The debut album by Foreigner, (self titled, released on March 8, 1977), was one of my first vinyl record albums that I ever owned. I actually bought the first Foreigner album shortly after receiving their Double Vision album as a birthday gift, back in 1979. (The Double Vision album was released on June 20, 1978). So it is safe to say, that the debut Foreigner album was playing on my turntable sometime in the Spring of 1979. Being an eighth grader in 1979, my exposure to Heavy Metal Music was at it’s most infant state, KISS was the only Heavy Metal Band I owned on album at this time. I always bring up my past history, as to the year of purchase of a said album and what bands I was into at the given time, so to make clarity to the evolvement of my becoming a Metalhead. It was a progression of listening to different Rock genres for me, since I was a kid. This Foreigner album is as integral a piece to that progression, as any other Rock album I ever listened to. Just as the Double Vision album, Foreigner’s debut album had me wanting more and that was a good symptom to have. There definitely was some psychological imbedding that happened to me with Foreigner at a young age, whenever I listen to their albums, (especially the first four), I feel like everything is alright.
What prompted me to blog about this Foreigner debut album is hearing the song Feels Like The First Time on the radio this past Sunday. My family and I just had to endure visiting a sad animal shelter that morning, (we are currently looking to adopt a cat), and all four of us were in quite the funk. I decided to bring my wife to a store that has 70% off of all their Christmas decor, what bargains were truly found – no kidding here. This stop to purchase Christmas decor was just the elixir of happy that my wife and daughters needed after a somber morning of seeing so many poor and sickly cats. My elixir of happy was hearing Foreigner on the store’s radio. As I have stated, Foreigner puts me on the – everything is alright trip. I actually felt my face give off a smile and get all flushed while I heard this Foreigner song. On the drive home from this store, I wished there was a Foreigner CD in the car… trust me, there has been many times.
This experience is just a fine example of how a band and their album can pull me right in… and take me back, while making my mood alright again. That is the magic of Rock and Roll, these are the benchmarks of an album and/or song that cannot be critiqued by lazy Rolling Stone Magazine writers who have not a clue. The personal memories and feelings that are stored within oneself, due to the impact from a Rock Band of any genre, their albums, an individual song or a concert experience from such band… money cannot buy, man. Listening to Foreigner’s debut again, reminds me as to why the Classic Rock genre exists. This album is a Rock Classic. Foreigner is in my Metal Odyssey Rock and Roll Hall of Fame. Too bad that big, pompous building in Cleveland, Ohio, doesn’t get it.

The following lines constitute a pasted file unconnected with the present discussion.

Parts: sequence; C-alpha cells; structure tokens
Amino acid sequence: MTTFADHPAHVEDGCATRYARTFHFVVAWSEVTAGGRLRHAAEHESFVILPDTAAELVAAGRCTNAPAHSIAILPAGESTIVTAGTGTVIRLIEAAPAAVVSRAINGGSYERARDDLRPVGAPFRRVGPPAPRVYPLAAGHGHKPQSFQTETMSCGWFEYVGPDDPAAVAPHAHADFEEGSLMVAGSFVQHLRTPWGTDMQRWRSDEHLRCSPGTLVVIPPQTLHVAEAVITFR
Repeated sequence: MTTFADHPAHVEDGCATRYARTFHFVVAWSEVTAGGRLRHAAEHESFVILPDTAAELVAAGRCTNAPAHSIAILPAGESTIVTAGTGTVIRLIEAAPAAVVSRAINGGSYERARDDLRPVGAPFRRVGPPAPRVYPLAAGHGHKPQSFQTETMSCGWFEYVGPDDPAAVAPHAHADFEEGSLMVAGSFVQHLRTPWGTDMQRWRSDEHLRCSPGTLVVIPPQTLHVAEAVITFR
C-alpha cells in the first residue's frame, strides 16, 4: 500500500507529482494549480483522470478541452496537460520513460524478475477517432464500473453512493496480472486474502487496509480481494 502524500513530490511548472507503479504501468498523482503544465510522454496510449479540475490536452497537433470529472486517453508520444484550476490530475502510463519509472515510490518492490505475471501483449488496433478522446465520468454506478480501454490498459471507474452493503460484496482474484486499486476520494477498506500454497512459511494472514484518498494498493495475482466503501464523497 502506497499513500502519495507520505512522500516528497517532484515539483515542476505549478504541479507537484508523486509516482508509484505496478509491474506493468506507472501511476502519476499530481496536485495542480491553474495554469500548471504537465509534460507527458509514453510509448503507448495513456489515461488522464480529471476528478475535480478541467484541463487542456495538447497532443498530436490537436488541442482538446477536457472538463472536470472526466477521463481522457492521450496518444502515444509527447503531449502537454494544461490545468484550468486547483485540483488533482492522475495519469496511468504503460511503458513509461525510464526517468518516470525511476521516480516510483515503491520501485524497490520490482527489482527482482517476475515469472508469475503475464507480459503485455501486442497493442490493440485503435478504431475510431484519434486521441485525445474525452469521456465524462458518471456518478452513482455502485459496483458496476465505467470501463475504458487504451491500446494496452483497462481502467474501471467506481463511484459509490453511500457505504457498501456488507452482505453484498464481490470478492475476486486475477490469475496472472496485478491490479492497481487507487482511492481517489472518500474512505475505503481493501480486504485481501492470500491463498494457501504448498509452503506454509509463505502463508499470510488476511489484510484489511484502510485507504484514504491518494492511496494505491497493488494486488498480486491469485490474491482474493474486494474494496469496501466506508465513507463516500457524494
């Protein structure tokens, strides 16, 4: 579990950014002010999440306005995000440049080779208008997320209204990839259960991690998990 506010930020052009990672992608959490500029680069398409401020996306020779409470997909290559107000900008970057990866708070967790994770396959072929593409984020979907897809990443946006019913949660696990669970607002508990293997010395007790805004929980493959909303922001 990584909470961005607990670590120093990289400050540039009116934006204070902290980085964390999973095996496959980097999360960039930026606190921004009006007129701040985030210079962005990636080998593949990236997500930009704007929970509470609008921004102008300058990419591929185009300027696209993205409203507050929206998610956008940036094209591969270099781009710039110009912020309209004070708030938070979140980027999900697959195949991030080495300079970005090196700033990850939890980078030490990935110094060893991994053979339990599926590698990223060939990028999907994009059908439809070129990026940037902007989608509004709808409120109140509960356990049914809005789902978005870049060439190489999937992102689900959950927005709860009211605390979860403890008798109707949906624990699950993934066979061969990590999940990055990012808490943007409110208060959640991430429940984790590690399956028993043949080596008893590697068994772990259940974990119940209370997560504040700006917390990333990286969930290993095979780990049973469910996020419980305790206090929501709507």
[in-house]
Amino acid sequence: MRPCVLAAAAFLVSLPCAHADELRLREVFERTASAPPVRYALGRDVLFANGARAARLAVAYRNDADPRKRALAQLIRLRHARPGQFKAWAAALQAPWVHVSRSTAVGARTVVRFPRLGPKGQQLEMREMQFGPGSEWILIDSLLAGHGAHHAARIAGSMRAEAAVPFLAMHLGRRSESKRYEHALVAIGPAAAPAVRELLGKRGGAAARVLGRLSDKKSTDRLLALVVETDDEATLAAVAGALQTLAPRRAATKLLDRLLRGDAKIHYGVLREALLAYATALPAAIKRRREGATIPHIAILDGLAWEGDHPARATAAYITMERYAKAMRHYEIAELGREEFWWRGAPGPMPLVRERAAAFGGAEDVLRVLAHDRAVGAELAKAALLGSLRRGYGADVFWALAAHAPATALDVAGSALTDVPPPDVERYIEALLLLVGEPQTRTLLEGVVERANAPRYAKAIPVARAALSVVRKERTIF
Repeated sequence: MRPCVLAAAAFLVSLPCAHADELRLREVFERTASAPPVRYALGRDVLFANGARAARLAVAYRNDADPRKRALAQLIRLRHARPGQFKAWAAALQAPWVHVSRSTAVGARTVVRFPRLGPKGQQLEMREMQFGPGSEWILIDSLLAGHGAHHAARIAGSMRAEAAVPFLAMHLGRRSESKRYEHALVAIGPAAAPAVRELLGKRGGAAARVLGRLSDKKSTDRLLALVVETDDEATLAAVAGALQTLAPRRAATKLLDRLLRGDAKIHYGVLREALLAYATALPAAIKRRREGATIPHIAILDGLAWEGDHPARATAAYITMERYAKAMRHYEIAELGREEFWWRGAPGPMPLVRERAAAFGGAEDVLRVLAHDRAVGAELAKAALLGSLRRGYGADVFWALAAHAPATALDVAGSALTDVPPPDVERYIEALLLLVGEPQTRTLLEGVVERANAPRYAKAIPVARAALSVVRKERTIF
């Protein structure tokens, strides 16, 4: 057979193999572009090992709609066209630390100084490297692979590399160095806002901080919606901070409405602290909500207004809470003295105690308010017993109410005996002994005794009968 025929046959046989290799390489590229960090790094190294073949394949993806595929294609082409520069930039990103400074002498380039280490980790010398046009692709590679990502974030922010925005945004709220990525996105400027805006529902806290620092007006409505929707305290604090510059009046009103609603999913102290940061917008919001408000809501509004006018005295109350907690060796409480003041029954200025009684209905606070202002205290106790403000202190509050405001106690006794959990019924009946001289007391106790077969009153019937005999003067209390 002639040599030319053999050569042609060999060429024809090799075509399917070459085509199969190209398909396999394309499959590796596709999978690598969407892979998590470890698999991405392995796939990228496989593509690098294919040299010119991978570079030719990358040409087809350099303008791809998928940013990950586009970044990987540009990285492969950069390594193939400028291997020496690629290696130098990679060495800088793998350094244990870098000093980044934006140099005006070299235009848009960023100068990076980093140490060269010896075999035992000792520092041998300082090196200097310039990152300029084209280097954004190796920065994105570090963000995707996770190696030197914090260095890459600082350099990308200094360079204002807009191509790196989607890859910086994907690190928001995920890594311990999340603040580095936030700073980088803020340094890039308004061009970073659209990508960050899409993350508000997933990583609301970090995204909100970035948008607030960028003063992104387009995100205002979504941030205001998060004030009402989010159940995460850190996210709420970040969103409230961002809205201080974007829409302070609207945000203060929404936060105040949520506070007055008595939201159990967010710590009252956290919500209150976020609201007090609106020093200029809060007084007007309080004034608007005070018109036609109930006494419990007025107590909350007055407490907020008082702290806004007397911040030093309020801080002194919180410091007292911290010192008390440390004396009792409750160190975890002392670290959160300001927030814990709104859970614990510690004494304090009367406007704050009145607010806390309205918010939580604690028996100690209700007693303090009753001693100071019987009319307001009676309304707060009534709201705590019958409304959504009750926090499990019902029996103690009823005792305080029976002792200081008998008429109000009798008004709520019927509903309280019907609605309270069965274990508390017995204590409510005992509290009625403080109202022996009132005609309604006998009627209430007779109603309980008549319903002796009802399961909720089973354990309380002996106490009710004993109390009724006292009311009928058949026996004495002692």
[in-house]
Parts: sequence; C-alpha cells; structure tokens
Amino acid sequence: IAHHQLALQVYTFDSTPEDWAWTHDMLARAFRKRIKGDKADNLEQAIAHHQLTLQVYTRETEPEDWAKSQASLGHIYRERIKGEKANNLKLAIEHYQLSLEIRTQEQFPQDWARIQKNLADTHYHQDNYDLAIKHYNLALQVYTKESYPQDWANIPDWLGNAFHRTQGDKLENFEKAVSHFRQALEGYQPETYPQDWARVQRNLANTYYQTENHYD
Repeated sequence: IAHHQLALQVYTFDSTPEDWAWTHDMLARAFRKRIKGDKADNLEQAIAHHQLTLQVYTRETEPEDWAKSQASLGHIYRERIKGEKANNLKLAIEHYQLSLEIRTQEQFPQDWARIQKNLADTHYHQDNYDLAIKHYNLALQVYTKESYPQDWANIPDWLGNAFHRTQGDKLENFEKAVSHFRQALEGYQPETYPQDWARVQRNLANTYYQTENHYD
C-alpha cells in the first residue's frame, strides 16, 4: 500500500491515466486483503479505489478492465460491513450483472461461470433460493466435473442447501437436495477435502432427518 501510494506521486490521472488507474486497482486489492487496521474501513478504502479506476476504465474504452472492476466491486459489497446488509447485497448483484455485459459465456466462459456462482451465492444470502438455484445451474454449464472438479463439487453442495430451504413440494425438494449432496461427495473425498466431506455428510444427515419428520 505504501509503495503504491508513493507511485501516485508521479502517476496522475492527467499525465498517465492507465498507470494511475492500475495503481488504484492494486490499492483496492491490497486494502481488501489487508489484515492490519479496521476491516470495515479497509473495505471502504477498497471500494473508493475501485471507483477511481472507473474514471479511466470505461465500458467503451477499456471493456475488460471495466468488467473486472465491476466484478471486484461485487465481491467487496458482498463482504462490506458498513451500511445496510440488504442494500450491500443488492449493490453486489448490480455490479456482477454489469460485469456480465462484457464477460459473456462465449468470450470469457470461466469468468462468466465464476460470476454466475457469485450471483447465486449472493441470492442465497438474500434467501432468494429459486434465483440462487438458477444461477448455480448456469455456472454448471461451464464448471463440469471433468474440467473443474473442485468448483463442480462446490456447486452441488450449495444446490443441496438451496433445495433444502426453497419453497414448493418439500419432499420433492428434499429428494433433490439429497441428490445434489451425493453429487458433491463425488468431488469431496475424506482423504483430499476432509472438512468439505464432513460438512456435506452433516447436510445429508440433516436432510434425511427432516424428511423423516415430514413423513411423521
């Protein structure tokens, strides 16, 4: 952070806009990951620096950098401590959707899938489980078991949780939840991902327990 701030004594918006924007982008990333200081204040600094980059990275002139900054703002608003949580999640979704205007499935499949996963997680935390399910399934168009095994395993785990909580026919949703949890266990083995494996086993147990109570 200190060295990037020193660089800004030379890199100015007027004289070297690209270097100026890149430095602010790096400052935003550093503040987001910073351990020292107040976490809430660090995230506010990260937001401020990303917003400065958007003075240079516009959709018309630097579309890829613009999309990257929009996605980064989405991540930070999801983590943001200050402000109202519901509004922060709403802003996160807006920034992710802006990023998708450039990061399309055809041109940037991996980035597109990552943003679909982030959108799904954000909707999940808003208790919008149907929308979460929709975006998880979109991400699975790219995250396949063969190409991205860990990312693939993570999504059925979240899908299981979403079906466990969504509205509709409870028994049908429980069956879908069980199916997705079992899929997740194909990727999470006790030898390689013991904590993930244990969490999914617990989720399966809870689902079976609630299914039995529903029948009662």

I grin each time I stare at the front cover image of the band, on the Foreigner debut front cover. The first impression is – these are gentlemen. Hard Rock gentlemen, that is. The maturity that this front cover image evokes, also mirrors the maturity of the music heard from this Foreigner album. It wasn’t about boobs and beer, rebellion or political commentary, it was about quality Rock and Hard Rock songs. From the lyrics to each songs structure, Foreigner presented to the world a sophisticated, yet Hard edged sound, that could be radio friendly and street cool at the same time. Two of my favorite songs from Foreigner are not even considered to be hits at all. Headknocker and Starrider are two songs from this album that are individualistic and represent the two sides of Foreigner’s Rock style. Headknocker being the Hard Rock cranker and Starrider introducing Foreigner’s adoration for a more melodic, Rock ballad. I really like Starrider for it’s almost cosmic musical ambiance, the keyboards and chorus are what sets this song apart, for me. This is just me, yet it would be a kick to hear W.A.S.P. or Judas Priest cover Headknocker.
Long, Long Way From Home is without doubt, Lou Gramm singing at his very finest. Man, his vocals alone, makes this song resonate with powerful emotion. Cold As Ice will always be the hit staple from this Foreigner album… rightfully so. I would not argue that it is as important a Rock single as any from the 1970′s. Regardless of decades passing by, this Foreigner debut album is, yes, timeless. It may sound cliche, still those Rock and Hard Rock albums from days gone by, like this very album, need to be revisited and remembered for their Rock and Roll historical importance and sheer quality.